After intermission, Christophers returned to conduct the two remaining works by Haydn. The
Overture in D major, part of a now-lost longer work, was short and sweet, with its interplay between the lower strings and the violins especially evident, and several surprises for the audience along the way. This was followed by the Symphony #86, one of the six “Paris” symphonies by Haydn. As it segued from the placid to the powerful, with his clever use of pauses and rests, it proved a lively conclusion to a well-thought-out program.

There remains one more opportunity to experience this program, again at Symphony Hall on Sunday January 29th at 3pm. The pre-performance commentary by Teresa M. Neff is highly recommended. Go and enjoy them both.

The remainder of the current season includes:

Glories of the Italian Baroque
-February 10 & 12 at Jordan Hall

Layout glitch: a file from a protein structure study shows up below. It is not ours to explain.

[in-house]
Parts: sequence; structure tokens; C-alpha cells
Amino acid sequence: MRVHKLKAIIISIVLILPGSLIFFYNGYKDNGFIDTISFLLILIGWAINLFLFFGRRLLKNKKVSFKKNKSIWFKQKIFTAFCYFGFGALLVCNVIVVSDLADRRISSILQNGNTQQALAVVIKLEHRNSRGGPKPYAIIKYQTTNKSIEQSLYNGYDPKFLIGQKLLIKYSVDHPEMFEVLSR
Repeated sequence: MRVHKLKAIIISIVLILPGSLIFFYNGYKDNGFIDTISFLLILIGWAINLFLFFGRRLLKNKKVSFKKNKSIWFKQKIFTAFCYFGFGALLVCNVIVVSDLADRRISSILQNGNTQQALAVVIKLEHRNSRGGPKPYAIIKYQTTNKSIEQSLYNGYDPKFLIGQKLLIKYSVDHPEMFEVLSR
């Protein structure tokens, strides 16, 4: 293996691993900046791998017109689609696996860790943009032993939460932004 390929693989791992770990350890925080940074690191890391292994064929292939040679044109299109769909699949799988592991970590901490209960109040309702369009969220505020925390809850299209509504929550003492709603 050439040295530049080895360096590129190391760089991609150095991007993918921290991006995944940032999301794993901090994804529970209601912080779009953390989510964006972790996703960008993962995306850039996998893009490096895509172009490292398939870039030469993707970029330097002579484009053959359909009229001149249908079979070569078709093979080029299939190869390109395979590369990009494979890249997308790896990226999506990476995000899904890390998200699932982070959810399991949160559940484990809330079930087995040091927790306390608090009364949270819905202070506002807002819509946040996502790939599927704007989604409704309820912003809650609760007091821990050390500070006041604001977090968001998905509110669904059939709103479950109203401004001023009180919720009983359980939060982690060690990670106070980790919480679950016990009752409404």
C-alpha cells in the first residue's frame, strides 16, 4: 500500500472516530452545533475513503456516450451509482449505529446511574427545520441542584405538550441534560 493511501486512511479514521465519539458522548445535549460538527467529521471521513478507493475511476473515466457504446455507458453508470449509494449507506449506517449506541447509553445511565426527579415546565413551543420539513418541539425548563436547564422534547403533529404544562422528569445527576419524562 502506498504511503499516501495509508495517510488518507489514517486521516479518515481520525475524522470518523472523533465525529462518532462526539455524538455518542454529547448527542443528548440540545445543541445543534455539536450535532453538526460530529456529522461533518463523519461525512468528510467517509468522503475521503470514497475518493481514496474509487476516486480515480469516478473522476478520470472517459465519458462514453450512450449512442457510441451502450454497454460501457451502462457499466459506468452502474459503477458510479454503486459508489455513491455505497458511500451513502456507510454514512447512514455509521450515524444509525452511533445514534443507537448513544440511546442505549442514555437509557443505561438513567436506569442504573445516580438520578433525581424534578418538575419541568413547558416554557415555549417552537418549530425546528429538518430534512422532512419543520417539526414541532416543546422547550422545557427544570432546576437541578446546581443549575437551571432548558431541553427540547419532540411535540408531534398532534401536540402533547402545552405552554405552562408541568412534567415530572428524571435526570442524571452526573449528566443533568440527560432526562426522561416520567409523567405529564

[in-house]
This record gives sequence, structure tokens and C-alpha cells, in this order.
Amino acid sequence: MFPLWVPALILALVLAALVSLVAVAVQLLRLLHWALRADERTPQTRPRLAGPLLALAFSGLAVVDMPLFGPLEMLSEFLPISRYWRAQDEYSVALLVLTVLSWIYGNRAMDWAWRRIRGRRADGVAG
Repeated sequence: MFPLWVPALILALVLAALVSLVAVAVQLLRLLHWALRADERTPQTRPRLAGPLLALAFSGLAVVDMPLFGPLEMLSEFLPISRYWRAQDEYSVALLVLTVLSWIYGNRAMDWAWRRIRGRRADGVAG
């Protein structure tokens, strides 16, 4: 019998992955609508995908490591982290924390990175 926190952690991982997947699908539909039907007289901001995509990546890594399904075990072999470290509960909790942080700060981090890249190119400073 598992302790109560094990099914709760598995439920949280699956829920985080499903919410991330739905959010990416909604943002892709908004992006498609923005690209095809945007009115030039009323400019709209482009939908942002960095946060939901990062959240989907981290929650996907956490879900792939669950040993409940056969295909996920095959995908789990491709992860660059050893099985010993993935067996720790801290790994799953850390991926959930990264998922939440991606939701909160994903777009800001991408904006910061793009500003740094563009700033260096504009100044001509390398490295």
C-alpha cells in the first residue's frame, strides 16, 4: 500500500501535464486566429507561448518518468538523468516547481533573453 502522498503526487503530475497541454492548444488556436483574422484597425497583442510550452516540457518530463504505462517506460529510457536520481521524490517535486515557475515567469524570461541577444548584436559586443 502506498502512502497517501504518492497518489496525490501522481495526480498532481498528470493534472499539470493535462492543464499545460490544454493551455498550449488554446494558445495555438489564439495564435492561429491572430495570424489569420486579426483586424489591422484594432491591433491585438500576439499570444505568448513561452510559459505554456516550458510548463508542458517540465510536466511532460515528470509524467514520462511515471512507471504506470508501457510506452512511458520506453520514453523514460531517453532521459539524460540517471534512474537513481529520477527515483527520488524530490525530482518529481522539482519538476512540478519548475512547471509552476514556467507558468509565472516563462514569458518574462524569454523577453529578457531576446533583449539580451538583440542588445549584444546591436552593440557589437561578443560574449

McGegan & Mozart
-March 3 & 5 at Symphony Hall

Monteverdi Vespers
-April 7 & 9 at Jordan Hall/Sanders Theatre

Handel's Semele
-May 5 & 7 at Symphony Hall


"Trans Scripts: Part I, The Women": Transcendent?

The Cast of "Trans Scripts, Part I: The Women" at ART
(photo: Gretjen Helene Photography)

There's an old saying about the need not only to comfort the afflicted but to afflict the comfortable. One was reminded of this when confronted (if that's the correct term) with the play Trans Scripts Part I: The Women, now at American Repertory Theatre in Cambridge. The work, taken verbatim from interviews with transgender women all over the world by Paul Lucas (a theatrical producer with his first full-length play), has as its purpose emphasizing what we share in common, not the differences between us, thus lowering our level of discomfort with the subject. After encounters with more than seventy-five transgender people in six countries over five years, Lucas transcribes the narratives from seven of these stories, now transposed into dramatic monologues and transported to their US premiere at ART after their favorable reception at the 2015 Edinburgh Festival Fringe. Directed here by Jo Bonney (who directed Father Comes Home from the Wars Parts 1, 2 and 3 at ART), they are performances of journeys that are completely transferable to the stage. Performances are also followed by moderated discussions with experts in this area.